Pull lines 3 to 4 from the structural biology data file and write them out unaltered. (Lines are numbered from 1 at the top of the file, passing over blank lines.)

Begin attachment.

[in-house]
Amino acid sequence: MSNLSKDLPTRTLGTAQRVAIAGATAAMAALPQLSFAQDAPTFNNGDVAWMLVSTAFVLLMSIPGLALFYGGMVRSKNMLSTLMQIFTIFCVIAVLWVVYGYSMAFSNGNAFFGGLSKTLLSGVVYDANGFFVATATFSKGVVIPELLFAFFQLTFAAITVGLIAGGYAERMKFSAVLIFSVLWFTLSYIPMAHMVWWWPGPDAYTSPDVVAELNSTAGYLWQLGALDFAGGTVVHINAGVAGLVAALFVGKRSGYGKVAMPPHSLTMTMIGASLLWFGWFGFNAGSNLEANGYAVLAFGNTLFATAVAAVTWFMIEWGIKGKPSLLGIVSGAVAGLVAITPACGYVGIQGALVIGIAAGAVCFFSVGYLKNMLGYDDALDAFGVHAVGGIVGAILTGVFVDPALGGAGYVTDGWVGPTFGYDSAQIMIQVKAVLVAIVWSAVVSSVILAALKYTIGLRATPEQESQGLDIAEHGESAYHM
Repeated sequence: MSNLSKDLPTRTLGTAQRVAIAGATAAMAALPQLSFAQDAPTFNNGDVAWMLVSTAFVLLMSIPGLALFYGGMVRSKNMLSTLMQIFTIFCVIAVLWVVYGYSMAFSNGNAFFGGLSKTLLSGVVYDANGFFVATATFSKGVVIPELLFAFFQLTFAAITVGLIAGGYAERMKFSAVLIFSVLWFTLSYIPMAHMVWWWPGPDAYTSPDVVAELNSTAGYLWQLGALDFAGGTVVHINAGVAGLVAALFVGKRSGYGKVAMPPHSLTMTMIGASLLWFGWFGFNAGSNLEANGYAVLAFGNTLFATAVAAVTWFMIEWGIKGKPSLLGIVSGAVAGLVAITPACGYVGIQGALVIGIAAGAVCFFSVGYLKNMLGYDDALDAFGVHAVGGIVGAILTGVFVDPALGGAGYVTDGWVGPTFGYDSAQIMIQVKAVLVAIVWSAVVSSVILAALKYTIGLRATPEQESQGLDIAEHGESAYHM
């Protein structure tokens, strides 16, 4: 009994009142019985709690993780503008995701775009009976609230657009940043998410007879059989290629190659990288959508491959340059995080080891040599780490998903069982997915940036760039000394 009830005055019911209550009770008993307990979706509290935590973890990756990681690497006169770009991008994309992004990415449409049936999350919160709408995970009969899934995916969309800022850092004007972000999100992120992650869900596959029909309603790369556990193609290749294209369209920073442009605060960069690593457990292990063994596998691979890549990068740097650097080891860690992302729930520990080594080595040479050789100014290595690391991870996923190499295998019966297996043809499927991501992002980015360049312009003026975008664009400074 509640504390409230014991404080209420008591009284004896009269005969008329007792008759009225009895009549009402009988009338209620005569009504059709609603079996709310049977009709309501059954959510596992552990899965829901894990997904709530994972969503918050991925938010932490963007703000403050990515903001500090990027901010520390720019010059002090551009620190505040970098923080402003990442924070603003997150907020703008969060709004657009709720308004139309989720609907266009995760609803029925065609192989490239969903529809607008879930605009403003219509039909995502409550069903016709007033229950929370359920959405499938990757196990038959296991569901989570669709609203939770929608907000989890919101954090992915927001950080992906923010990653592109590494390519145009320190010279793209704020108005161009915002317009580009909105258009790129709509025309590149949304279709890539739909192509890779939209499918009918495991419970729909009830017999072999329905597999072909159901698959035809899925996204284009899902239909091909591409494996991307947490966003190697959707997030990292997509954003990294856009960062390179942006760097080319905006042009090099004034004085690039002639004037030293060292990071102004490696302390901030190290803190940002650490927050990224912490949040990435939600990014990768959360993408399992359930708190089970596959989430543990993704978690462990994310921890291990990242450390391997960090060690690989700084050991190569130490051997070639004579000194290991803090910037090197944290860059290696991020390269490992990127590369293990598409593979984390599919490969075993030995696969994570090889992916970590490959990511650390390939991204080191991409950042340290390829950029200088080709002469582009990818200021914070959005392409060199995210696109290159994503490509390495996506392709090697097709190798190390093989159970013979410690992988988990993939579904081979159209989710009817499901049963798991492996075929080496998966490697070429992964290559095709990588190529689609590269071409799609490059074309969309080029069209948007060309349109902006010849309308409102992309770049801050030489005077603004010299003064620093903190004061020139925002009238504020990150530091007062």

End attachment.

Repeated sequence: MSNLSKDLPTRTLGTAQRVAIAGATAAMAALPQLSFAQDAPTFNNGDVAWMLVSTAFVLLMSIPGLALFYGGMVRSKNMLSTLMQIFTIFCVIAVLWVVYGYSMAFSNGNAFFGGLSKTLLSGVVYDANGFFVATATFSKGVVIPELLFAFFQLTFAAITVGLIAGGYAERMKFSAVLIFSVLWFTLSYIPMAHMVWWWPGPDAYTSPDVVAELNSTAGYLWQLGALDFAGGTVVHINAGVAGLVAALFVGKRSGYGKVAMPPHSLTMTMIGASLLWFGWFGFNAGSNLEANGYAVLAFGNTLFATAVAAVTWFMIEWGIKGKPSLLGIVSGAVAGLVAITPACGYVGIQGALVIGIAAGAVCFFSVGYLKNMLGYDDALDAFGVHAVGGIVGAILTGVFVDPALGGAGYVTDGWVGPTFGYDSAQIMIQVKAVLVAIVWSAVVSSVILAALKYTIGLRATPEQESQGLDIAEHGESAYHM
């Protein structure tokens, strides 16, 4: 009994009142019985709690993780503008995701775009009976609230657009940043998410007879059989290629190659990288959508491959340059995080080891040599780490998903069982997915940036760039000394 009830005055019911209550009770008993307990979706509290935590973890990756990681690497006169770009991008994309992004990415449409049936999350919160709408995970009969899934995916969309800022850092004007972000999100992120992650869900596959029909309603790369556990193609290749294209369209920073442009605060960069690593457990292990063994596998691979890549990068740097650097080891860690992302729930520990080594080595040479050789100014290595690391991870996923190499295998019966297996043809499927991501992002980015360049312009003026975008664009400074 509640504390409230014991404080209420008591009284004896009269005969008329007792008759009225009895009549009402009988009338209620005569009504059709609603079996709310049977009709309501059954959510596992552990899965829901894990997904709530994972969503918050991925938010932490963007703000403050990515903001500090990027901010520390720019010059002090551009620190505040970098923080402003990442924070603003997150907020703008969060709004657009709720308004139309989720609907266009995760609803029925065609192989490239969903529809607008879930605009403003219509039909995502409550069903016709007033229950929370359920959405499938990757196990038959296991569901989570669709609203939770929608907000989890919101954090992915927001950080992906923010990653592109590494390519145009320190010279793209704020108005161009915002317009580009909105258009790129709509025309590149949304279709890539739909192509890779939209499918009918495991419970729909009830017999072999329905597999072909159901698959035809899925996204284009899902239909091909591409494996991307947490966003190697959707997030990292997509954003990294856009960062390179942006760097080319905006042009090099004034004085690039002639004037030293060292990071102004490696302390901030190290803190940002650490927050990224912490949040990435939600990014990768959360993408399992359930708190089970596959989430543990993704978690462990994310921890291990990242450390391997960090060690690989700084050991190569130490051997070639004579000194290991803090910037090197944290860059290696991020390269490992990127590369293990598409593979984390599919490969075993030995696969994570090889992916970590490959990511650390390939991204080191991409950042340290390829950029200088080709002469582009990818200021914070959005392409060199995210696109290159994503490509390495996506392709090697097709190798190390093989159970013979410690992988988990993939579904081979159209989710009817499901049963798991492996075929080496998966490697070429992964290559095709990588190529689609590269071409799609490059074309969309080029069209948007060309349109902006010849309308409102992309770049801050030489005077603004010299003064620093903190004061020139925002009238504020990150530091007062």